Cross-border China-HK Share Trading On the Cards?

Beijing appears ready to approve a long-awaited “south through-train” program allowing qualified domestic individual investors unfettered access to Hong Kong’s stock market, with the possibility that it will be followed by a “north through train” in the near future allowing Hong Kong residents into the Shanghai market.

Although no official announcement has been made, it appears the decision to get the trains moving will come around the time of the Communist Party’s Third Plenum, at which time Chinese Prime Minister Li Keqiang has vowed to make the country’s economy more market-oriented.

The southbound scheme will have an initial quota of US$50 billion, delivering additional depth and liquidity to Hong Kong’s stock exchange, whose daily trading volume in 2012 ranged from US$4.02 billion to US$16.38 billion, as Chinese investors buy into the market. The same thing should be true as Hong Kong investors later are allowed to invest in the China market. We anticipate that these decisions will boost markets in both China and Hong Kong and provide substantial opportunities for stocks with large A-share vs. H-share price discrepancies.

The decision to go ahead has been triggered by the great success of an experiment starting last April 1 in which Taiwanese, Hong Kong and Macau were allowed to open onshore brokerage accounts. By July, more than 30,000 such accounts had been opened, with their owners acquiring RMB4.2 billion worth of A-shares through roughly 9,000 active trading accounts. This suggests that Beijing could extend the program to all Hong Kong residents in reciprocity for the outward investment scheme.

There are three compelling reasons for the State Council to launch the cross-border investment program in conjunction with the reforms that are expected to be presented at the plenum, which we regard as the most critical event for the Chinese Communist Party since 1978.

First, China has displayed strong confidence in its capital account position by permitting the renminbi to appreciate to new highs against the US dollar, simply by refraining from forex intervention. This highlights that the People’s Bank of China and the State Administration of Foreign Exchange are ready to take on further capital account liberalization as part of the ongoing financial reform package. Introducing an onshore-offshore investment scheme with balanced outward and inward counterparts is a logical progression of capital account reform.

Second, the PBOC’s current public stance basically agrees with HKMA Chief Executive Norman Chan’s proposal to completely remove Hong Kong residents’ daily yuan conversion limit of RMB20,000. The PBOC terms the idea “feasible,” as a precondition to accelerating the development of RMB-based wealth management products, suggesting more proposals are in the works to stimulate the time deposit-driven RMB retail scene in Hong Kong. The ensuing relaxation could also revive Dim Sum bond issuance in the SAR, which stagnated in the third quarterQ (RMB2.53 bn) after a strong first half (RMB34.85 bn).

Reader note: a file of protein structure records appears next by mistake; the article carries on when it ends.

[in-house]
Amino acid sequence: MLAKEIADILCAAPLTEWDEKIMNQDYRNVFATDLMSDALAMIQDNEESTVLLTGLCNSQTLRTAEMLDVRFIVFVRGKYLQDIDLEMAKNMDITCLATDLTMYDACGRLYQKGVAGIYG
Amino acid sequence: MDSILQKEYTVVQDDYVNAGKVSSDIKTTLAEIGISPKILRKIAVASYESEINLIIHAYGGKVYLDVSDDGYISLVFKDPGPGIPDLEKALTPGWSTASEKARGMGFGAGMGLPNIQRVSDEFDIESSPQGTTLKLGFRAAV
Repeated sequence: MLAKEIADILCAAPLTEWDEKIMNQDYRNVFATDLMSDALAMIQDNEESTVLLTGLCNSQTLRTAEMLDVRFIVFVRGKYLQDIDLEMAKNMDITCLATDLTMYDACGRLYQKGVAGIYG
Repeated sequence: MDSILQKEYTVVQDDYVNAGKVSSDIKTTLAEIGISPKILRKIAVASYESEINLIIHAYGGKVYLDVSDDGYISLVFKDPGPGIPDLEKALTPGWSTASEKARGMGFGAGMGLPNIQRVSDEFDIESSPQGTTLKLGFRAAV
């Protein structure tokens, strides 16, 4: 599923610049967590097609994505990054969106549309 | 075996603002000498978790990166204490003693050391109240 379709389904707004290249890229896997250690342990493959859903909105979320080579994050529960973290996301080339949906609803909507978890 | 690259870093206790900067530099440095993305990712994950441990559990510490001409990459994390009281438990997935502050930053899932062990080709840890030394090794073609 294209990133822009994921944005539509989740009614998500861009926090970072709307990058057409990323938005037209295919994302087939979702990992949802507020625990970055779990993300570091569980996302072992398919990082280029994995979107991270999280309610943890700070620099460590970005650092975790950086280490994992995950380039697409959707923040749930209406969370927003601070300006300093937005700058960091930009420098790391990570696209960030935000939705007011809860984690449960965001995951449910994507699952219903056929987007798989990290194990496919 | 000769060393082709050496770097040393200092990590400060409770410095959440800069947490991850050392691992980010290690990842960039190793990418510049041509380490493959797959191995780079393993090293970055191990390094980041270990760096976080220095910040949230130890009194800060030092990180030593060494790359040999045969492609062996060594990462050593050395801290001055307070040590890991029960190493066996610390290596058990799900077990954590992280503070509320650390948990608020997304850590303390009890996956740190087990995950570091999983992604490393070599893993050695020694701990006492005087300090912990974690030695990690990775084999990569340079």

Third, for such a “through train” scheme to roll, it is generally agreed that pricing of stocks with listings in both Shanghai/Shenzhen and Hong Kong should be as close as possible to minimize arbitrage opportunities and keep market disturbances to a minimum. The Hang Seng China AH Premium index has homed in towards 100 since early October from over 112 in late June, indicating nearly zero average price differences for the largest 53 such dual-listed stocks. Nevertheless, investors can still take advantage of the discrepancies among some of the more significant outliers.

Under the current market system, the two balancing parts of the cross-border investment equation would probably be labeled “QDII2” and “RQFII2,” representing Qualified Domestic Individual Investors and Renminbi Qualified Foreign Individual Investors, respectively. Perhaps Northbound and Southbound Through Trains would be easier to remember. But regardless of the name, we think there could be material changes to the initial assumption of the QDII2 on the back of the rise of Shanghai as the chosen test bed for reform.

The choice of Shanghai as the destination for China’s first pilot free trade zone is no coincidence. Its rapid progress can be measured in light years as compared to the subdued momentum in Shenzhen’s Qianhai zone, which also promises trials of yuan convertibility among other financial innovations. Hence we expect QDII2 – the Southbound Through Train – may be first opened to Shanghai residents as opposed to those in Guangdong. The prominence of the Shanghai Stock Exchange gives its local investors a natural advantage in investing in Hong Kong.

There had been abundant speculation that only high-net-worth individuals with certain wealth thresholds and/or years of investment experiences could be ‘qualified’ for such cross-border investment trials in order to ‘protect’ small investors. That is actually quite debatable, and with Premier Li stressing fairness as a core value for the current reform push, we expect such professional investor-type requirements to be dropped and for regulatory restrictions to be determined by location of residency and the overall permitted quota at the given time. Equally, we do not expect the Hong Kong Monetary Authority to impose such qualifications under which Hong Kong residents could purchase renminbi and get on board the Northbound Through Train.

(Steve Wang is chief China economist and research director for the Hong Kong-based REORIENT Securities Ltd.)